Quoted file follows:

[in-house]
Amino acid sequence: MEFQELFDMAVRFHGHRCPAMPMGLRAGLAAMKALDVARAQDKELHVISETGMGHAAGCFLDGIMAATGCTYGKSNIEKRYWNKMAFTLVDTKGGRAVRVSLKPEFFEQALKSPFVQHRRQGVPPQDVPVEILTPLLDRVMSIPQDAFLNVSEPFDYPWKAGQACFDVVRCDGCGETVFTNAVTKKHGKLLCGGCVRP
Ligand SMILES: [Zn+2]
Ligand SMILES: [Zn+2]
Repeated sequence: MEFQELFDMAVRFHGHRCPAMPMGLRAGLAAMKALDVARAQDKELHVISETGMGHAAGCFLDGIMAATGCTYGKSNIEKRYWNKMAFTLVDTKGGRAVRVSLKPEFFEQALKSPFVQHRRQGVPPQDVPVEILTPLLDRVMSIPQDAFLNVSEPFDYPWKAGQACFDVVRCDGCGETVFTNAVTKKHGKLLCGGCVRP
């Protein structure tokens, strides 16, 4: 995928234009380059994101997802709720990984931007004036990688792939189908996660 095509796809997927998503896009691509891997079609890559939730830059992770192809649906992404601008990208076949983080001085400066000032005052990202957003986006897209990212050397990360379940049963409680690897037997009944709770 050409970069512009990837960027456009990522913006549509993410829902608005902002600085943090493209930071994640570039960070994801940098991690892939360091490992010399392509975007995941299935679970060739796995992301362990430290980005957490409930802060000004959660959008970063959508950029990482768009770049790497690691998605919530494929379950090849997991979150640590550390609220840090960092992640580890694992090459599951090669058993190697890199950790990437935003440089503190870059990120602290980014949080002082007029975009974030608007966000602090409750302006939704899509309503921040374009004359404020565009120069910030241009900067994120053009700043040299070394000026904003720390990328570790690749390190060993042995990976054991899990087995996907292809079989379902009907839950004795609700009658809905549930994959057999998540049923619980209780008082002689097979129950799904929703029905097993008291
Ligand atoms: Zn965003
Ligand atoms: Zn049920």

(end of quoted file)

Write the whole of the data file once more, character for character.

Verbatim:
[in-house]
Amino acid sequence: MEFQELFDMAVRFHGHRCPAMPMGLRAGLAAMKALDVARAQDKELHVISETGMGHAAGCFLDGIMAATGCTYGKSNIEKRYWNKMAFTLVDTKGGRAVRVSLKPEFFEQALKSPFVQHRRQGVPPQDVPVEILTPLLDRVMSIPQDAFLNVSEPFDYPWKAGQACFDVVRCDGCGETVFTNAVTKKHGKLLCGGCVRP
Ligand SMILES: [Zn+2]
Ligand SMILES: [Zn+2]
Repeated sequence: MEFQELFDMAVRFHGHRCPAMPMGLRAGLAAMKALDVARAQDKELHVISETGMGHAAGCFLDGIMAATGCTYGKSNIEKRYWNKMAFTLVDTKGGRAVRVSLKPEFFEQALKSPFVQHRRQGVPPQDVPVEILTPLLDRVMSIPQDAFLNVSEPFDYPWKAGQACFDVVRCDGCGETVFTNAVTKKHGKLLCGGCVRP
């Protein structure tokens, strides 16, 4: 995928234009380059994101997802709720990984931007004036990688792939189908996660 095509796809997927998503896009691509891997079609890559939730830059992770192809649906992404601008990208076949983080001085400066000032005052990202957003986006897209990212050397990360379940049963409680690897037997009944709770 050409970069512009990837960027456009990522913006549509993410829902608005902002600085943090493209930071994640570039960070994801940098991690892939360091490992010399392509975007995941299935679970060739796995992301362990430290980005957490409930802060000004959660959008970063959508950029990482768009770049790497690691998605919530494929379950090849997991979150640590550390609220840090960092992640580890694992090459599951090669058993190697890199950790990437935003440089503190870059990120602290980014949080002082007029975009974030608007966000602090409750302006939704899509309503921040374009004359404020565009120069910030241009900067994120053009700043040299070394000026904003720390990328570790690749390190060993042995990976054991899990087995996907292809079989379902009907839950004795609700009658809905549930994959057999998540049923619980209780008082002689097979129950799904929703029905097993008291
Ligand atoms: Zn965003
Ligand atoms: Zn049920």